The minute the clock struck midnight early this morning, all broker and salesperson licenses expired in Illinois and new rules officially began covering who could practice real estate in the land of Lincoln and what requirements they needed to fulfill to do so.
According to the Illinois Association of Realtors, though, we may have to wait a few weeks for the dust to settle and reveal how many agents were unable to meet the new requirements before the May 1 deadline.
Jon Broadbooks is the director of communications for IAR, and he said in an e-mail to Chicago Agent that thousands of membership applications are floating in snail mail space at the moment.
“As of today, we have 38,434 members,” he began. “30,700 have transitioned that we know about. I emphasize this because we know that IDFPR is processing thousands of applications that flooded in during the final weeks before the transition deadline.”
Because applications needed to be postmarked by April 30, many agents waited until the last minute to send the IAR their information. Broadbooks said that for certain segments of the industry, the effects are particularly notable.
“For example, we know that we have 7,433 sales-broker members that are unaccounted for,” he said. “But, 1,822 of them took proficiency, so it’s likely that they submitted the paperwork by the deadline but just haven’t shown up on the official tallies, yet. By the same token, there are 2,597 on the managing broker side unaccounted for, but we know 474 took the proficiency exam. Again, they likely turned in the paperwork but haven’t shown up yet.”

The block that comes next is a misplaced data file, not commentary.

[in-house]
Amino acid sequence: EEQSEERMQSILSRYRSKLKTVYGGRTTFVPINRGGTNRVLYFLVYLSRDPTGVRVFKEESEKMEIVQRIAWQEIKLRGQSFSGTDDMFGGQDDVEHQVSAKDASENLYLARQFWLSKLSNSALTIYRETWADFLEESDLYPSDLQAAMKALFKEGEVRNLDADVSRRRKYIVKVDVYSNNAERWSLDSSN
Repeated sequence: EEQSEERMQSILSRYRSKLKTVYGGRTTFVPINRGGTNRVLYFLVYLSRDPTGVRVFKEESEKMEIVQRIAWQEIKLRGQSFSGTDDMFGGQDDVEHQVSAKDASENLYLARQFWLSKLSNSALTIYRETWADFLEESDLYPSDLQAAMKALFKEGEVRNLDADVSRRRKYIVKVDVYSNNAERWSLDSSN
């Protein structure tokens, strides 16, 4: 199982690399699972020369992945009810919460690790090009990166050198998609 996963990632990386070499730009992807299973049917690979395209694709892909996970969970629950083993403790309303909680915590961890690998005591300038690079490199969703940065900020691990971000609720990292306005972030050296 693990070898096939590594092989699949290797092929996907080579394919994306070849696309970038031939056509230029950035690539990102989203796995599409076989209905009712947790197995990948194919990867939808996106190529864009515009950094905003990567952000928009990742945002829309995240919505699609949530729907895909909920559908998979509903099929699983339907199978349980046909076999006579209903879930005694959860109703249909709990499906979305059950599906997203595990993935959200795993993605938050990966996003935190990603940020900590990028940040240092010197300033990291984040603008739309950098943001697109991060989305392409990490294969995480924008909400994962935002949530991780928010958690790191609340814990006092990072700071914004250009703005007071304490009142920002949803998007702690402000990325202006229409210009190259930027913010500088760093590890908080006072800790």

So how long will it take to gain a reasonable understanding of the new licensing requirement’s impact? According to the Illinois Department of Financial and Professional Regulation personnel that Broadbooks contacted, some time.
“IDFPR has told us that it could take some weeks for us to truly know where the numbers will settle out,” Broadbooks said. “The agency has told us they hired temporary workers to deal with the backlog, but there are tubs of applications that are being processed at this point.”
In our story yesterday on the deadline, Marki Lemons, an agent with Keller Williams and trainer through the Chicago Association of Realtors, said the decline in Chicago’s numbers could be as high as 20 percent. Could IAR’s be higher? lower? the same? Stay tuned!